plotting), or let it randomly generate weights on its own. We’ll want these random weights to be normally distributed
random.normalvariate(0, .5) will be perfect for this.
import random class Neuron: def __init__(self, number_of_inputs, weights=None): self.number_of_inputs = number_of_inputs self.weights = weights if weights is not None else self._random_weights() def _random_weights(self): return [random.normalvariate(0, .5) for _ in range(self.number_of_inputs)]
This is another helpful use of having
number_of_inputs explicit to the class; we don’t have to wait until we see inputs
for the first time to generate our random weights. We should also check that the supplied list of weights has the same
number of entries as our expected number of inputs, so that every input has a weight. I’m omitting that code here for
Step three: inputs and sums
Now that we have our weights, we also need to be able to take in a list of inputs and calculate our weighted sum. Again, I’m omitting the error checking for clarity.
class Neuron: # ... def _weighted_sum(self, inputs): return sum([inputs[i] * self.weights[i] for i in range(self.number_of_inputs)])
Damn python is a pretty language!
So we can take inputs and calculate their weighted sum, but that probably isn’t how we want to actually interact with
our neuron. We probably want to call a method that encompasses both the weighted sum and our activation function,
predict(). To do this, we should write our activation function first.
Step four: activate
There are many types of activation functions, some of which sound like diseases. If you find yourself with a Leaky ReLU, consult a medical professional immediately! ;)
Anyway, I don’t fully understand the math of many of these activation functions, so I’m starting with something I do understand, identity. Since the goal here is to output a -1 for Class A and a 1 for Class B, we can simply output based on the sign of the sum. If the sum is negative, output a -1, positive, a +1. Simple. (We do need to handle the off chance that our weighted sum comes back 0. I’m choosing to lump it in to positive numbers)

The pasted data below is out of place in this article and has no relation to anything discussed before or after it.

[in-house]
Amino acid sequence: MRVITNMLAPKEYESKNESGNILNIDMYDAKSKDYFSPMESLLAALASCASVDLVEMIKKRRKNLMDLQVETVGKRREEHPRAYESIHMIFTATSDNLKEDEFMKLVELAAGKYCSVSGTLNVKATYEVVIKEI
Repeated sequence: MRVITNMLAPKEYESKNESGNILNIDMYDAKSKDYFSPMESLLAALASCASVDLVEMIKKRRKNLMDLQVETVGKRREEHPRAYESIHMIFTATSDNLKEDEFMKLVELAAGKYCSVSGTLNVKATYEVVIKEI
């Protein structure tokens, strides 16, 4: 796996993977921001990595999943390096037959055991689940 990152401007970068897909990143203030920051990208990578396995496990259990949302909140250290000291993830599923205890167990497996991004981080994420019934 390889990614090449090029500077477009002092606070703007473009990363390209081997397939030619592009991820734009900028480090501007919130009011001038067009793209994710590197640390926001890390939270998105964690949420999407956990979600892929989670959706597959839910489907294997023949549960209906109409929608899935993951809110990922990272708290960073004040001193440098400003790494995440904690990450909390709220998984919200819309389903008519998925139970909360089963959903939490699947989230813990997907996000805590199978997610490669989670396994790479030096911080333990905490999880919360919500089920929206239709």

class Neuron: # ... def _activate(self, w_sum): return -1 if w_sum < 0 else 1
Now we have all the parts in place to make a simple prediction.
Step five: predict
We haven’t done any training yet, so our prediction will be more like a blind guess, but it is a building block we need to be able to train. This prediction function will really just be hooking together the plumbing we have laid thus far. Here is our whole Neuron class and the prediction function:
class Neuron: def __init__(self, number_of_inputs, weights=None): self.number_of_inputs = number_of_inputs self.weights = weights if weights is not None else self._random_weights() def _random_weights(self): return [random.normalvariate(0, .5) for _ in range(self.number_of_inputs)] def _weighted_sum(self, inputs): return sum([inputs[i] * self.weights[i] for i in range(self.number_of_inputs)]) def _activate(self, w_sum): return -1 if w_sum < 0 else 1 def predict(self, inputs): w_sum = self._weighted_sum(inputs) return self._activate(w_sum) n = Neuron(number_of_inputs=2) n.predict([100, 50])
After running this a few times, the distribution of -1 and 1 was about equal. The randomly generated weights mean this prediction is pretty much coin toss, at least until we train our neuron.
To be continued…
In the next post, we’ll return with a tale of how to train your dra… neuron. How to train your neuron.